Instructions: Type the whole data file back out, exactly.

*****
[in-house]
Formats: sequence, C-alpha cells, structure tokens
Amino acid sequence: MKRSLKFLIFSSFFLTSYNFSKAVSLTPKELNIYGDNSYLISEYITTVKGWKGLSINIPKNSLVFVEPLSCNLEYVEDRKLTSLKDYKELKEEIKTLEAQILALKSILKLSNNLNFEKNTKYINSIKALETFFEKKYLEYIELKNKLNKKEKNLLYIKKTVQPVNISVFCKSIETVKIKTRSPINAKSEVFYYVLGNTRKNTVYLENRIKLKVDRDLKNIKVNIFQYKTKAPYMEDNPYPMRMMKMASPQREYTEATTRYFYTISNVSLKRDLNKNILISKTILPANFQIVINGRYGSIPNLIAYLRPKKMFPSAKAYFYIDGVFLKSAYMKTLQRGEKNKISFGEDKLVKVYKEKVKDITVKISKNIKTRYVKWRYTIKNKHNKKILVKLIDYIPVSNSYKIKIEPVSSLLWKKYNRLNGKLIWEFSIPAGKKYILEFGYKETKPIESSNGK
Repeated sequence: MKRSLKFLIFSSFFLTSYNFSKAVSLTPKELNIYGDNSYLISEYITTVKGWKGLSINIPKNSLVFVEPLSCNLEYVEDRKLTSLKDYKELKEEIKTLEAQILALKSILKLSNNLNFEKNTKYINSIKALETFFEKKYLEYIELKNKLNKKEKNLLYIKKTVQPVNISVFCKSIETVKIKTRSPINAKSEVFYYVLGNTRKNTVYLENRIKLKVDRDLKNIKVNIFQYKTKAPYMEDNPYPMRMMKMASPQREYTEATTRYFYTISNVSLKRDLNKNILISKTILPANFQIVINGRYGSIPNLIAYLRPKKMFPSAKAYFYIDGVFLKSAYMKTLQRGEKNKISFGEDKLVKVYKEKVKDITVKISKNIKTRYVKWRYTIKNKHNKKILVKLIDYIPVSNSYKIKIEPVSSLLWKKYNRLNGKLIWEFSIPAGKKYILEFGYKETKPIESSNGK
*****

[in-house]
Formats: sequence, C-alpha cells, structure tokens
Amino acid sequence: MKRSLKFLIFSSFFLTSYNFSKAVSLTPKELNIYGDNSYLISEYITTVKGWKGLSINIPKNSLVFVEPLSCNLEYVEDRKLTSLKDYKELKEEIKTLEAQILALKSILKLSNNLNFEKNTKYINSIKALETFFEKKYLEYIELKNKLNKKEKNLLYIKKTVQPVNISVFCKSIETVKIKTRSPINAKSEVFYYVLGNTRKNTVYLENRIKLKVDRDLKNIKVNIFQYKTKAPYMEDNPYPMRMMKMASPQREYTEATTRYFYTISNVSLKRDLNKNILISKTILPANFQIVINGRYGSIPNLIAYLRPKKMFPSAKAYFYIDGVFLKSAYMKTLQRGEKNKISFGEDKLVKVYKEKVKDITVKISKNIKTRYVKWRYTIKNKHNKKILVKLIDYIPVSNSYKIKIEPVSSLLWKKYNRLNGKLIWEFSIPAGKKYILEFGYKETKPIESSNGK
Repeated sequence: MKRSLKFLIFSSFFLTSYNFSKAVSLTPKELNIYGDNSYLISEYITTVKGWKGLSINIPKNSLVFVEPLSCNLEYVEDRKLTSLKDYKELKEEIKTLEAQILALKSILKLSNNLNFEKNTKYINSIKALETFFEKKYLEYIELKNKLNKKEKNLLYIKKTVQPVNISVFCKSIETVKIKTRSPINAKSEVFYYVLGNTRKNTVYLENRIKLKVDRDLKNIKVNIFQYKTKAPYMEDNPYPMRMMKMASPQREYTEATTRYFYTISNVSLKRDLNKNILISKTILPANFQIVINGRYGSIPNLIAYLRPKKMFPSAKAYFYIDGVFLKSAYMKTLQRGEKNKISFGEDKLVKVYKEKVKDITVKISKNIKTRYVKWRYTIKNKHNKKILVKLIDYIPVSNSYKIKIEPVSSLLWKKYNRLNGKLIWEFSIPAGKKYILEFGYKETKPIESSNGK